Eric Liddell is best known for his stint as an Olympian. He was a runner who once said that when he ran he felt God’s pleasure. At the 1924 Olympics, representing Britain, Eric was initially slotted to run the 100m. A problem arose when he discovered that his race was set for Sunday. The ‘Flying Scot’, as he was known, was a man of conviction. He would not race on the Lord’s Day. Needless to say, his delegation was irked. But Eric simply wouldn’t run on Sunday. Through a surprising series of maneuvers he was reassigned to the 400m, set for another day. Moments before this race, a piece of paper was passed to Eric. It had a verse from 1 Samuel 2.30, wherein God says: ‘Those who honour Me, I will honour’. He ran with this paper in his hand. Eric not only won the race and the gold medal, but also broke the existing record.

What followed this momentous event is less well known. Eric, you see, spent the rest of his life decreasing. In a certain sense. This is to say that instead of pursuing a highly-profiled career in sport or coaching, with all the benefits of finance and fame, he opted to leave his native country where such opportunities abounded. The allure of further acclaim did not overpower him. It did not distract from his pre-existing, longstanding plans. He relocated to China, settling in the city of Tianjin as a science teacher and overseas missionary. In this determination, he took up the legacy of his parents, who had given their lives to similar service.

In China, Eric married a Canadian and became the father of several daughters. The years to come, especially as WWII erupted, would prove difficult. But amidst such difficulties, Eric’s character—reverence for God, humility, sacrifice for others, and joy—would be proven all the more. Eric was a man who was not only close to the Lord with his lips, but also in his heart. And his adoration, trust, and commitment to Christ flowed forth in his life and relationships. This had been the case when he was an Olympian—when the world was watching. It was also the case when he was far away and out of public sight. He was the same godly, generous, servant-hearted man that he had been in his younger days as a highly-profiled athlete.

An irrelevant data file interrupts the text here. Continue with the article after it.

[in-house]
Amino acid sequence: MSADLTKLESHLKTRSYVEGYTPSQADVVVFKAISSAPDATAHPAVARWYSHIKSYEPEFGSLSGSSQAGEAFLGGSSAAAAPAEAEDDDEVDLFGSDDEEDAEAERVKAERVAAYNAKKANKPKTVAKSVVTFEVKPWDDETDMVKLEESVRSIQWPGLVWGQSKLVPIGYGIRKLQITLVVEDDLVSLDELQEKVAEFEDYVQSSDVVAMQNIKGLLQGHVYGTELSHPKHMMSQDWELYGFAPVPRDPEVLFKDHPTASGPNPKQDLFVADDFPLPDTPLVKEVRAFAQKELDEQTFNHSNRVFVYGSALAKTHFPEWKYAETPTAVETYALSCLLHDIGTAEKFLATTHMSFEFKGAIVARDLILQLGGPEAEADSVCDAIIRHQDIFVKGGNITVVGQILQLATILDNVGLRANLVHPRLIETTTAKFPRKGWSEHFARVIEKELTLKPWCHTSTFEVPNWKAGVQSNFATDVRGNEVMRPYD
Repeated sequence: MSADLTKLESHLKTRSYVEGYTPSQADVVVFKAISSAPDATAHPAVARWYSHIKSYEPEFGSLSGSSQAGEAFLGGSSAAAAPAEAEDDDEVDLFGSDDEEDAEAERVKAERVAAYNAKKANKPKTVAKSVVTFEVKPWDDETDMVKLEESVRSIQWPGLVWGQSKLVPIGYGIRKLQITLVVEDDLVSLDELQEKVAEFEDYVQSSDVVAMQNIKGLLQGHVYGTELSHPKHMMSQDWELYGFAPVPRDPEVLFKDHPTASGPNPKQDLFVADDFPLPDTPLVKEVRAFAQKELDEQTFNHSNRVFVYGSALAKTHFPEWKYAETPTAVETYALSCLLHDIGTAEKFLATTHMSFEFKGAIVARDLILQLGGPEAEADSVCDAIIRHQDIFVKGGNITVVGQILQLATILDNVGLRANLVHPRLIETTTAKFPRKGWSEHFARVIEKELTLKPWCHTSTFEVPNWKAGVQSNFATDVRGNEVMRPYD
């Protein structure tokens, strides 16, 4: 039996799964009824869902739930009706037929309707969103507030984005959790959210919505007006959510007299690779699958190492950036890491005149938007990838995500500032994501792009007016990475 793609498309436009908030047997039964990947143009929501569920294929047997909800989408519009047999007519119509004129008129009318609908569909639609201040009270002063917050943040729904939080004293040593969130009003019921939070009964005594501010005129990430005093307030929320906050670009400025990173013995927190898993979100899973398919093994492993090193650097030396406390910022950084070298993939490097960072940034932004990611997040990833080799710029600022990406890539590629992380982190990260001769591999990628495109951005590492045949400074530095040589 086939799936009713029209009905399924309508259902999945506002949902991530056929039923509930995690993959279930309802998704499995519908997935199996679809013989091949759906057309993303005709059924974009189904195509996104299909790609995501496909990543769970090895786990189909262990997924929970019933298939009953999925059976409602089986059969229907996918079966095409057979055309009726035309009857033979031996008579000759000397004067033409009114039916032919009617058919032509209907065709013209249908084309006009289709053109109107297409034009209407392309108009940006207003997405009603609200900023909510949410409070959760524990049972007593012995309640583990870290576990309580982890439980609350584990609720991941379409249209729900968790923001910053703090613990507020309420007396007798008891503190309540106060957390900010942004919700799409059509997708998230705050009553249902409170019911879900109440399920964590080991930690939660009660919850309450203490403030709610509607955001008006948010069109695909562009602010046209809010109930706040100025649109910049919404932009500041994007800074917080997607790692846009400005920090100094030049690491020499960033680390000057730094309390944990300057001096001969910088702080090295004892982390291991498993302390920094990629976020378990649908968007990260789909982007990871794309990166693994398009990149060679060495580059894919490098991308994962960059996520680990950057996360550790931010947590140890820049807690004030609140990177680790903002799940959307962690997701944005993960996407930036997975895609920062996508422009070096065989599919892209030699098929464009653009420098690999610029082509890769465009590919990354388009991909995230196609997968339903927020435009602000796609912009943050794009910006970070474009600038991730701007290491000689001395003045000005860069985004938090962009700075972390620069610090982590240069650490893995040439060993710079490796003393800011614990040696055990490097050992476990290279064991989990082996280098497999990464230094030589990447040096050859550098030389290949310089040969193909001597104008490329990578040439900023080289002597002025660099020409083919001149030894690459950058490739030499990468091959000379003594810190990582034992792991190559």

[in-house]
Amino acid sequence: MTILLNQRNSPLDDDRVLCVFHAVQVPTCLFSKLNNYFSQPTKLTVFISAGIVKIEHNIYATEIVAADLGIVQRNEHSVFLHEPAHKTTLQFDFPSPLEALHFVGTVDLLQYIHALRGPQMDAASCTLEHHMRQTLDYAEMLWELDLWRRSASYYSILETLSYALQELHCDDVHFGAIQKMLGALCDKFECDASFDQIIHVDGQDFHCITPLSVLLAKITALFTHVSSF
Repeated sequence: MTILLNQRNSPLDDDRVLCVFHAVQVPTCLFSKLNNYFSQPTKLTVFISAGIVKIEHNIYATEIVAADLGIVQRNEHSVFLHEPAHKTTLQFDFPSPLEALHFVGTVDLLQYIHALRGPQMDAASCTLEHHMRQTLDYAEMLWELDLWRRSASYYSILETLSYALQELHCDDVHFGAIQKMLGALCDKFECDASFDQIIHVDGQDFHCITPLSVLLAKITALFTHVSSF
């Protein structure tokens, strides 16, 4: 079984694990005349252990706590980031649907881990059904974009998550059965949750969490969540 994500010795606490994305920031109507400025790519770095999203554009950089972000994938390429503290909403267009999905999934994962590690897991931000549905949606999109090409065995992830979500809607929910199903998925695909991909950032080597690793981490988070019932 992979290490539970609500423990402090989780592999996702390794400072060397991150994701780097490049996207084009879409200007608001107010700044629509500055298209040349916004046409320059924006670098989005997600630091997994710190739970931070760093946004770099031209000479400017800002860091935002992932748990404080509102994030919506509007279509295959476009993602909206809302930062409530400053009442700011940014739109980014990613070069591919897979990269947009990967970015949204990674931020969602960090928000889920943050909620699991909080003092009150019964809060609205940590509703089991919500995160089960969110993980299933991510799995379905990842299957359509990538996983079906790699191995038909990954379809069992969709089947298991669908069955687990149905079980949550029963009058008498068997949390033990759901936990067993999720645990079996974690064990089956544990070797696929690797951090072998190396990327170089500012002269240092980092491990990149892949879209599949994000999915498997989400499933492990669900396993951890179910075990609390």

Eric was a man who was not only close to the Lord with his lips, but also in his heart.

As the strife and travesty of WWII ensued, China was invaded by Japan. Being in eastern China, Eric’s city of residence was quick to suffer from the Japanese onslaught. Expatriates and locals alike were either dispersed or rounded up and imprisoned. Having some foresight about these prospects, Eric made prior arrangements for his family to leave the country. He chose to remain behind, and with others, was interned in a Japanese prison camp. The conditions were harsh. Resources were scarce. The temptation to self-preservation and survival – at any cost – was rife. But not for Eric.

Eric was a leader in the camp, but didn’t wield this power for self-advantage. Rather, he used all he had and could do, to serve, comfort, and uplift others. He shared his sparse rations. He volunteered for the most unpleasant jobs. He strove to boost morale in a bleak environment. He did all of this with a resilience of spirit that touched even the most jaded and miserly of inmates. This was how Eric, the Olympian, finished his life. His ethos was the embodiment of St. Paul’s attitude in 2 Corinthians 4: he was afflicted but not crushed, perplexed but not driven to despair, struck down but not destroyed, and given over to death while working for life in others.

A few days prior to his death, a terrible headache engulfed him. It could have been the result of dehydration or malnutrition. But it wasn’t. It was a tumour. And with malignant haste, it snuffed the life out of his earthly body.

There’s more to be said about the finish of Eric’s earthly life.

Five years ago, I met a couple, Joe and Joyce, who were with Eric in that camp. They knew him. Watched him. Were inspired by him—and the reality of Christ in him. Joyce sat next to Eric when he died. She heard his last words, whispered with quiet reverence: ‘Surrender…It is surrender’. For Eric, it was. Surrender to God’s will and purposes for his life, setting his sight on a prize far greater than any gold medal. More magnificent and lasting and satisfying than any moment of fame.

In this orientation, Eric exhibits a central pattern of true Christian life. He decreased that Christ might increase. In doing this, the light of Christ brought a glow to his own life. This is a glow that continues to warm and inspire others. This is why Eric should be remembered. Not merely for his legs and speed, but for his example of integrity: a way of life wherein his devotion to Christ is integrated into his entire mode of being. This is the common call of every Christian. Such a life displays an expression of Christian sincerity that can and does move humanity. Such a life blesses those around us. Your life can be like this, too.

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